Training Syllabus

Most information relevant to members is maintained on the CUGC wiki. This page contains some links to pages there; also, have a look at the syllabus category on the wiki.

Stages to Learning to Fly Gliders

Learning to fly gliders is a enjoyable and rewarding process. Most of our members have never flown before joining. Unlike learning to drive there is no definitive end point, you continue to learn and improve your whole life.

Pre-Solo Training

Pre-Solo training can be completed in under a year, it takes most people between 50-80 flights to get to a solo standard, although this depends on the person and the amount of commitment they put in. Ideally you need to fly at least once a month to make progress. These exercises don’t have to be completed in order, multiple exercises may be done in one flight.

Getting a Medical

You need to get an medical certificate signed and submitted to the CGC office before you fly solo. You should get this done well in advanced, because you don’t want to miss an opportunity to go solo.

First Solo

To go solo you must complete all the pre-solo training (except aerotow, if you only want to fly on the winch). Your first solo is not an automatic process; factors such as the weather, quality of your flying, when you last flew, and your attitude and behavior all affect whether you will be sent solo. Ultimately, it will be down to your instructor’s judgement when your flying is sufficiently good for you to fly alone.

Post-Solo Training

After going solo, you will do a combination of local solo flying and continued training with an instructor.

Single Seat Conversion

Once you are solo, you should aim to convert to a single seat glider shortly after. Single seat gliders are lighter and have slightly different characteristics, but are better for soaring and going cross country. Typically, students first convert to the Junior and then convert to the university’s ASW-19b called CU.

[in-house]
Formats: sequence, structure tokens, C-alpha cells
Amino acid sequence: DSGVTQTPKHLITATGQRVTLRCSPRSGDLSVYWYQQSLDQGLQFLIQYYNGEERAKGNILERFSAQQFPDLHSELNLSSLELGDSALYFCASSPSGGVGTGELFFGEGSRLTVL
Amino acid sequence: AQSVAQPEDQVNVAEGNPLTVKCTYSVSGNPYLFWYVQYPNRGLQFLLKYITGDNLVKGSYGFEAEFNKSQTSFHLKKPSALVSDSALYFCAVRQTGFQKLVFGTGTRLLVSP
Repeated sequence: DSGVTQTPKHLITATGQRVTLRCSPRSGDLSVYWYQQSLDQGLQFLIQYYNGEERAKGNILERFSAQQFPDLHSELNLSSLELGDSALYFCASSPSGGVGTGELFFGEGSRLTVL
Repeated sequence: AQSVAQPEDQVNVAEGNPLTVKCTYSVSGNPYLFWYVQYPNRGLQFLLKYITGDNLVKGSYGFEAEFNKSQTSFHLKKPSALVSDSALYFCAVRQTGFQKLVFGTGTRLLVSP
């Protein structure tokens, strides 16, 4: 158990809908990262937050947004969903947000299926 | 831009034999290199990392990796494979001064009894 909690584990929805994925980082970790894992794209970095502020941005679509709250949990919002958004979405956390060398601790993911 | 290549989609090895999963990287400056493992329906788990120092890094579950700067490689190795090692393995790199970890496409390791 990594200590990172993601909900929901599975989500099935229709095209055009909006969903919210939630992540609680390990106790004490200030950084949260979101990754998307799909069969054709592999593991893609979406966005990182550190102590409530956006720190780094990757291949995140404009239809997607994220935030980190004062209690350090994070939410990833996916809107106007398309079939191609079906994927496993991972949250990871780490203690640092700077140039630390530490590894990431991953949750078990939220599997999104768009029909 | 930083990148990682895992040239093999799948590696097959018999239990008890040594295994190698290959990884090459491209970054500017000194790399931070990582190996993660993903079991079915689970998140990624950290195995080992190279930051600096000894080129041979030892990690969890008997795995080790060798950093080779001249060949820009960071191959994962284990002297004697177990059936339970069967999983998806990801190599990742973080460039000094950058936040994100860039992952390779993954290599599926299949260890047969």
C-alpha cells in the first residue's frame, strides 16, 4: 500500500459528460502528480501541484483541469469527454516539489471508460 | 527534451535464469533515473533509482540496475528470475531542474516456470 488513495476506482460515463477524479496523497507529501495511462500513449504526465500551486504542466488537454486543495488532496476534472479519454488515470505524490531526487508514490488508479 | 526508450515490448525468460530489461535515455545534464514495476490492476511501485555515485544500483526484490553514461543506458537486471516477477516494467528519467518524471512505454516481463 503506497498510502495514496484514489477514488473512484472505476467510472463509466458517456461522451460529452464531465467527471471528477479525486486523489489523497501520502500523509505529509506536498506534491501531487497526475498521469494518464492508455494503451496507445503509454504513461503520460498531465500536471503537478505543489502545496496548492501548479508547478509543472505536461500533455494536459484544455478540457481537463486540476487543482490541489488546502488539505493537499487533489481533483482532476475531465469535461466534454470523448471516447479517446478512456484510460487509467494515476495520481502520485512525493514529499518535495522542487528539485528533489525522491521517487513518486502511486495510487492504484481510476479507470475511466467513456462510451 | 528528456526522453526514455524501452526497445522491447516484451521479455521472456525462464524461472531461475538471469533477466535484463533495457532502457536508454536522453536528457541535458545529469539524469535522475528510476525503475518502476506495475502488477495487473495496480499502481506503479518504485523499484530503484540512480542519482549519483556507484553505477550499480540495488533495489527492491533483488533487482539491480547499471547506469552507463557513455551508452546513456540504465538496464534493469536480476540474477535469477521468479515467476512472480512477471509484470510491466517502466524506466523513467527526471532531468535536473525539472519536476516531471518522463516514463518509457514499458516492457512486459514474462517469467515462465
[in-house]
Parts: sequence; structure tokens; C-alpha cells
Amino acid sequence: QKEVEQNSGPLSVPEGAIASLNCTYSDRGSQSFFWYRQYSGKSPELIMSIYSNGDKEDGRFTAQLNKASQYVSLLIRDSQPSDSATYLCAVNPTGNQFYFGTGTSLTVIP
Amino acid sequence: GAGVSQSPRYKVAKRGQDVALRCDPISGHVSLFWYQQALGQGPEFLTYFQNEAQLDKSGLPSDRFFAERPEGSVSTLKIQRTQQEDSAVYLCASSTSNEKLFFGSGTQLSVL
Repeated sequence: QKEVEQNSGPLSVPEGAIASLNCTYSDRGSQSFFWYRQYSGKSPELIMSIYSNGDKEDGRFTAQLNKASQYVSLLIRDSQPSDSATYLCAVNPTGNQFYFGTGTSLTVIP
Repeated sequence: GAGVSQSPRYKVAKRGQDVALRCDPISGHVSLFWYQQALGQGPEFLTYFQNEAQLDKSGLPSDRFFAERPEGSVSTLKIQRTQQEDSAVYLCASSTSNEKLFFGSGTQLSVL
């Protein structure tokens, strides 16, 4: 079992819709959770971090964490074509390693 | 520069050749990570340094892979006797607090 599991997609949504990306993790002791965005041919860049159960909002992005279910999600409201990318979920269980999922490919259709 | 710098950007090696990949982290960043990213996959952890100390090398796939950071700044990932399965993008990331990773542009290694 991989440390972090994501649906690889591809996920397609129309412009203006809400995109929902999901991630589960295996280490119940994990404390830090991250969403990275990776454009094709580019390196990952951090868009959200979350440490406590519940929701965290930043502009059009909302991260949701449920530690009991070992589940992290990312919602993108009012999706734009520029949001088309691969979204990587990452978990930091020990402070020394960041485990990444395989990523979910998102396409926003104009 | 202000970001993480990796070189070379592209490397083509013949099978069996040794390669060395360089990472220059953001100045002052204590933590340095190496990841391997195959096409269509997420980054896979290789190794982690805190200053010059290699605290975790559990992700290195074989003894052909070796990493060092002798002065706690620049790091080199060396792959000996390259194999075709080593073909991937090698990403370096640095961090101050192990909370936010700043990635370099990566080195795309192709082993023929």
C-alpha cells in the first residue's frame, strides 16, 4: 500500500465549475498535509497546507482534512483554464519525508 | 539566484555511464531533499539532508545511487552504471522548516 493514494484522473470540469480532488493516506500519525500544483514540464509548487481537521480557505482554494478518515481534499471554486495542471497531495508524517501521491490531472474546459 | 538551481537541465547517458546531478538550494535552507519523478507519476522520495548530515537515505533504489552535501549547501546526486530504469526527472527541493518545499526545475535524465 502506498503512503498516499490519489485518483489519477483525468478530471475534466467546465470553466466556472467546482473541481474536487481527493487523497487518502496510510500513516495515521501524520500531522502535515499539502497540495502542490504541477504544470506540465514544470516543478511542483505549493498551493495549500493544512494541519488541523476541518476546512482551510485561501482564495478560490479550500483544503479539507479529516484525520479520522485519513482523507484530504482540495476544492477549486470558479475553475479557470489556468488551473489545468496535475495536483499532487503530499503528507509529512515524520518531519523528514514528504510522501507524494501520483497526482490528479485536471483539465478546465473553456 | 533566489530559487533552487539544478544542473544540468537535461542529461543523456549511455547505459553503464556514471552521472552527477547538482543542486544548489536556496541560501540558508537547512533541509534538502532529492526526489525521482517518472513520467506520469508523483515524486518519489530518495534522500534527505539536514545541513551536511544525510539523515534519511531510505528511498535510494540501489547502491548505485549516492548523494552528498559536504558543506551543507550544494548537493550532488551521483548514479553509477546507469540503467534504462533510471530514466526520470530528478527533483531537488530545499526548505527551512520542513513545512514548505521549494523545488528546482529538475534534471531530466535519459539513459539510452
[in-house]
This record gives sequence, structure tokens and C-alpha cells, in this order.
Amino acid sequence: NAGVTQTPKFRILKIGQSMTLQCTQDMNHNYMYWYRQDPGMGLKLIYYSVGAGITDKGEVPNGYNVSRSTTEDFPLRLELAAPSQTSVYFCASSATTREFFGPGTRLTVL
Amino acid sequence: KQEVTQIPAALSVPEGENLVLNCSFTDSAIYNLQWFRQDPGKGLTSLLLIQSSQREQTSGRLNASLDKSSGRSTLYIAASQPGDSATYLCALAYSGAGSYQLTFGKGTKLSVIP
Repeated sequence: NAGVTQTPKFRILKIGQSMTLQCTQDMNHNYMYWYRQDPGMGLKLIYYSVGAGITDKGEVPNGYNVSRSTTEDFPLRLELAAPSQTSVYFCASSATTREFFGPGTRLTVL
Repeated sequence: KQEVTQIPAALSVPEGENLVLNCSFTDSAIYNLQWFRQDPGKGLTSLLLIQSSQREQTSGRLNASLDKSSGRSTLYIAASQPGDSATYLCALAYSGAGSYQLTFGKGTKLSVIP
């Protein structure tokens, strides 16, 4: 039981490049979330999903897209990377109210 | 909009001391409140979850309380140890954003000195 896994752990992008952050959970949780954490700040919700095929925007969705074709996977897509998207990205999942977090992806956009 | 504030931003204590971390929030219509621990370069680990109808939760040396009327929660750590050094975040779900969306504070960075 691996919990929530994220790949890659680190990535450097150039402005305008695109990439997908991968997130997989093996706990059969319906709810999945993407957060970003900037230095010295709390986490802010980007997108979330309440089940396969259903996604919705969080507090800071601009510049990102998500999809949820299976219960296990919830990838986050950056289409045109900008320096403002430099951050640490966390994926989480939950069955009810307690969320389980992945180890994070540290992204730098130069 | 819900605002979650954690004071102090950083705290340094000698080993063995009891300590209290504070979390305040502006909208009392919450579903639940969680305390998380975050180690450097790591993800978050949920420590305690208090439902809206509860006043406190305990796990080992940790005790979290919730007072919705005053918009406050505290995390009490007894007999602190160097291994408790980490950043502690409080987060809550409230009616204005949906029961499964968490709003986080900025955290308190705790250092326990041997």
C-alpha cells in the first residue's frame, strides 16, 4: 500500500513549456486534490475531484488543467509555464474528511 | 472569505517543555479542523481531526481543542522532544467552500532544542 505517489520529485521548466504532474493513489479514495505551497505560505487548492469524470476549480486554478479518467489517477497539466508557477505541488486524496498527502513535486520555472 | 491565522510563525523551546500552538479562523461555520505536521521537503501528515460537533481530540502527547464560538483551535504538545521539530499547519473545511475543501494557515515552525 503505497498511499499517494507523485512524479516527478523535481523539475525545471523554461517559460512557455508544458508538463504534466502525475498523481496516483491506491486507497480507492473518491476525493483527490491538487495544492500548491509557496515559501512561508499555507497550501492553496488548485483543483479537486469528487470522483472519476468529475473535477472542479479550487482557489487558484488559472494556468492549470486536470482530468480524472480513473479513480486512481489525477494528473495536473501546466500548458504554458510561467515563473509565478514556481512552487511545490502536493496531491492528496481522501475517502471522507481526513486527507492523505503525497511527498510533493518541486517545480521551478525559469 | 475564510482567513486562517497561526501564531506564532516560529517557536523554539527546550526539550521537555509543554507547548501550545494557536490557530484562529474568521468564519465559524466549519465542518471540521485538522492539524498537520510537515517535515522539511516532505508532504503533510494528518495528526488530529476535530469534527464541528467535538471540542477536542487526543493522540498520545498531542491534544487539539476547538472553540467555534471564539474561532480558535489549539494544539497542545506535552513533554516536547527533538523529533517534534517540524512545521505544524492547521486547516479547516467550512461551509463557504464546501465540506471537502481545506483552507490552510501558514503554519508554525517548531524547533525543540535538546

Local Flying

Once you are flying solo, you can practice fly in the local area. You can practice thermalling to gain height and extend the length of your flights. Once you can thermal, you can attempt Local Tasks. These are mini-cross country tasks that don’t require a cross country endorsement

Bronze Certificate

The Bronze Certificate is equivalent to a Pilot’s Licence, you need to have a minimum number of solo flights and pass written and practical tests. While working towards your Bronze you can practice the techniques necessary for cross-country flying, safely within glide range of the airfield.

Cross Country Endorsement

The cross-country endorsement enables you to fly cross-country. This means that you can fly away from your home airfield, without the endorsement, you would not be able to go more than 20 miles (30 km) of the airfield. To gain the endorsement you must complete training in field landings (emergency landing in a farmer’s field) and navigation. See the section below on soaring for information how to fly cross country.

Light Aircraft Pilot’s Licence (Sailplanes)

The LAPL(S) is a full pilot’s licence and is valid across Europe. If you wish you can instead get a Sailplane Pilot’s Licence (SPL) which is valid worldwide. The SPL requires the same training, but a more rigorous and expensive medical exam.